Carly Pearce was so overcome with emotions Wednesday night after winning Female Vocalist of the Year at the Country Music Association awards she could barely speak. After a little help from her friend and fellow nominee, Ashley McBryde, who ran up on stage to steady her, Pearce tearfully choked out: “Country music saved me at a time that I needed it most. This is all I’ve ever wanted.”
The win capped off a whirlwind year for the 31-year-old artist who has experienced a lifetime’s worth of highs and lows in both her personal and professional life over the past two years. Those emotions came spilling out in her third studio album, “29,” which was nominated as Album of the Year by the CMA and led to her nod as the top female vocalist this year.
Initially seven tracks, the EP was expanded to 15 cuts in September and put out as “29: Written in Stone,”which is also the name of her headlining tour, which kicked off on Nov. 4.
“’29’ was started in such a raw, immediate moment, and it captures that shell-shock, that will to survive and get through it intact,” Pearce said. “But as you go through grief, understanding what happened, you start to realize what’s important, how things go wrong, how you have to take care of yourself. Having fans tell me they were so glad I didn’t shy away from the hard stuff, I realized they deserved the whole story, the fact that it will get better.”
And for Pearce, it did get better. “29: Written in Stone” debuted at the top of the iTunes Country Charts and was named a top release of the week by NPR, the New York Times, Billboard and others.
Since she launched her career, Pearce has tackled some highly personal subjects, including the death of her longtime producer and close friend Busbee, who passed away at the age of 43 from glioblastoma, as well her high-profile yet brief marriage to fellow country singer Michael Ray, which ended after 11 months. She wrote “Show Me Around” as a tribute to Busbee, a song that talks about how she’ll be looking for him to show her heaven when she joins him there someday. And the references to love lost are rampant throughout the album on cuts such as “What He Didn’t Do,” “Should’ve Known Better” and the title track, which lays out that she was 29 the year she got both married and divorced.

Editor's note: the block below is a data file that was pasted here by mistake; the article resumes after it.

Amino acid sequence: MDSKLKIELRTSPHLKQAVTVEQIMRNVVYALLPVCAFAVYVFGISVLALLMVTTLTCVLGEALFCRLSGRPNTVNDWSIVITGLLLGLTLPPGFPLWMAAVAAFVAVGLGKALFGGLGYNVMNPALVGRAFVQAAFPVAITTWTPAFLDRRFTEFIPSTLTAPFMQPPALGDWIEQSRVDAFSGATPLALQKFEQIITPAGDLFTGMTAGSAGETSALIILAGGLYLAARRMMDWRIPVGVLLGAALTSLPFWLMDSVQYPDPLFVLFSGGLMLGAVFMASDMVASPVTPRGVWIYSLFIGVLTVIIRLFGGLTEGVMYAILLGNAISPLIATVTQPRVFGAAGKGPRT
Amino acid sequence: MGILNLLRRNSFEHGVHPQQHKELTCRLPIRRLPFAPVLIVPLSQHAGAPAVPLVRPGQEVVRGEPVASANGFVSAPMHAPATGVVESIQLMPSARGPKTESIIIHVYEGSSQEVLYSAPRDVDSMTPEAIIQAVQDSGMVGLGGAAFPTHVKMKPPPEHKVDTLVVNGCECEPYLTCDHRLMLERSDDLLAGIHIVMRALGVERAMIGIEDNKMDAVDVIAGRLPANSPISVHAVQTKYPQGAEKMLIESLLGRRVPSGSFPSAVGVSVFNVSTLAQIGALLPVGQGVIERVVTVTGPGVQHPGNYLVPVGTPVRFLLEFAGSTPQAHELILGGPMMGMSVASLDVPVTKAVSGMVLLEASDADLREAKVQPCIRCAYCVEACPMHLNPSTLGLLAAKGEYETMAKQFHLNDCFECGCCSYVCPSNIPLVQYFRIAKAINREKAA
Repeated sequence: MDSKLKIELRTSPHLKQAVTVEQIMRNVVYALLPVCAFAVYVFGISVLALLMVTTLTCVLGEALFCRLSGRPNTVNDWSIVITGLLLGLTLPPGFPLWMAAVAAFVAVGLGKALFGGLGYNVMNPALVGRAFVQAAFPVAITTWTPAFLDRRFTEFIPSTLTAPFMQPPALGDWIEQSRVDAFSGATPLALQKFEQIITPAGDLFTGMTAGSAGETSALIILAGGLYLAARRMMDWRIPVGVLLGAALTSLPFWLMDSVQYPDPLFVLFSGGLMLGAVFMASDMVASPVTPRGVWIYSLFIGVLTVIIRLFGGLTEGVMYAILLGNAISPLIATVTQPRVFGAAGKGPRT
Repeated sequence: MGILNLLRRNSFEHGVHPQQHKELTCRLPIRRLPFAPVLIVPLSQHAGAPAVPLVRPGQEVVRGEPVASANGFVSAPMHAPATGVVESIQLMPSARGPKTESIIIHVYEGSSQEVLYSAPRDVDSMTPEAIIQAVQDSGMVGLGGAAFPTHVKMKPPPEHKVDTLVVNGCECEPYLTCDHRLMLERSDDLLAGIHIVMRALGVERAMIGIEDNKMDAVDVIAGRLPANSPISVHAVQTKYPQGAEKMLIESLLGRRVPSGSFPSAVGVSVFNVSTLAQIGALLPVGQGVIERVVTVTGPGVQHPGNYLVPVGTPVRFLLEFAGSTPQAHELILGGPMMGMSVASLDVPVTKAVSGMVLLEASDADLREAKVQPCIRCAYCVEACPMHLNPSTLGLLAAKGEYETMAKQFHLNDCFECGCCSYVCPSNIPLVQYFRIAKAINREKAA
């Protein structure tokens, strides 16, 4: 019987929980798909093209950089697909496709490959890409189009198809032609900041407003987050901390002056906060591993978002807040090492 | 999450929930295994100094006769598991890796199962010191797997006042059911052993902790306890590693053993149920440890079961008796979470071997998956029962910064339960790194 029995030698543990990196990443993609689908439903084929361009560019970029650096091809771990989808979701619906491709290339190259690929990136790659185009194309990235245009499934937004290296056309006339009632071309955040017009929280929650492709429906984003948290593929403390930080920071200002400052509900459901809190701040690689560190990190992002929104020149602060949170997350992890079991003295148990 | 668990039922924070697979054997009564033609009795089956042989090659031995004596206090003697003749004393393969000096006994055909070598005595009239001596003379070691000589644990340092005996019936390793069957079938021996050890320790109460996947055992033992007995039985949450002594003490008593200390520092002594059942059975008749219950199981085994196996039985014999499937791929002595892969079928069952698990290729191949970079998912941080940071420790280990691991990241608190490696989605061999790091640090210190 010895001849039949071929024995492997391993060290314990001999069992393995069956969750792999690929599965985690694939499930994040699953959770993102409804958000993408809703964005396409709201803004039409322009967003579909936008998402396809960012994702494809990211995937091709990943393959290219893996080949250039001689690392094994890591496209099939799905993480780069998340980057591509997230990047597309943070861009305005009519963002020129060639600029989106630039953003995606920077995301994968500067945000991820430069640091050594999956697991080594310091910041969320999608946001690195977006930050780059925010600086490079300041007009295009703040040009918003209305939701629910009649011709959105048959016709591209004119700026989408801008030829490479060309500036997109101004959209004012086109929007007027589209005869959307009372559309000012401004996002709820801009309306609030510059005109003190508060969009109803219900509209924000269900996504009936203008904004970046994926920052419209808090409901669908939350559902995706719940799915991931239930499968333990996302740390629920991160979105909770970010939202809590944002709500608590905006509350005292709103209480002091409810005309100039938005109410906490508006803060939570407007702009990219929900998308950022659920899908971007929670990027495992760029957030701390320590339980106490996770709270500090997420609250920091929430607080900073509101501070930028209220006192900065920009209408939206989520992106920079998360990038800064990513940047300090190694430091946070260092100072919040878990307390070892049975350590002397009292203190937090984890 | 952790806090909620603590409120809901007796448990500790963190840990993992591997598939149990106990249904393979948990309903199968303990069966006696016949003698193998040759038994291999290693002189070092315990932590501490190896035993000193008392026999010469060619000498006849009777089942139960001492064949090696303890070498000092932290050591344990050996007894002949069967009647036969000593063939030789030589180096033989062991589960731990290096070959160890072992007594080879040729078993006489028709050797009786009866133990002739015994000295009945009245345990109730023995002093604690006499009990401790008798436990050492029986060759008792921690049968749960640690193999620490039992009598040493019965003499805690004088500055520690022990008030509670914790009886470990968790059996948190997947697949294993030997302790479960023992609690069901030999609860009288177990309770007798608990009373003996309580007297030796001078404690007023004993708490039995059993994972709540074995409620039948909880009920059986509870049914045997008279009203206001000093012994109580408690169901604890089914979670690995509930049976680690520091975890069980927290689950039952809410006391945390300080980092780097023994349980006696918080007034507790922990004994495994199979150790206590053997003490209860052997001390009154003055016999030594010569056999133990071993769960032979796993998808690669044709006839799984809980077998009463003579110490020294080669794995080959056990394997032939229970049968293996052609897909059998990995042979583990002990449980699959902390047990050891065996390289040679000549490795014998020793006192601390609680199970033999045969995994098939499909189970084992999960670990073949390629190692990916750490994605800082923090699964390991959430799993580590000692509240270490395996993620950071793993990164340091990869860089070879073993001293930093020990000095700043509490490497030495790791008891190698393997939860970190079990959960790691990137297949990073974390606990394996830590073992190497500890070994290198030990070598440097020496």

“I’ve definitely built my brand on being authentic, real and honest,” she said. “I just didn’t realize how honest until this album. But I don’t know how not to be myself: the good, the bad and the ugly, and make music based on the stories of my life.”
She continued: “Messy, unexpected, life happens to a lot of people. Not everyone wants to talk about it, maybe they’re ashamed or feel like they failed. But since 29 came out, so many people have shared their stories with me and hearing these songs made them feel like they weren’t the only one. That’s what I always loved about country music, even the stuff I wouldn’t dare tell somebody else; there was always a song with what I was feeling, too.”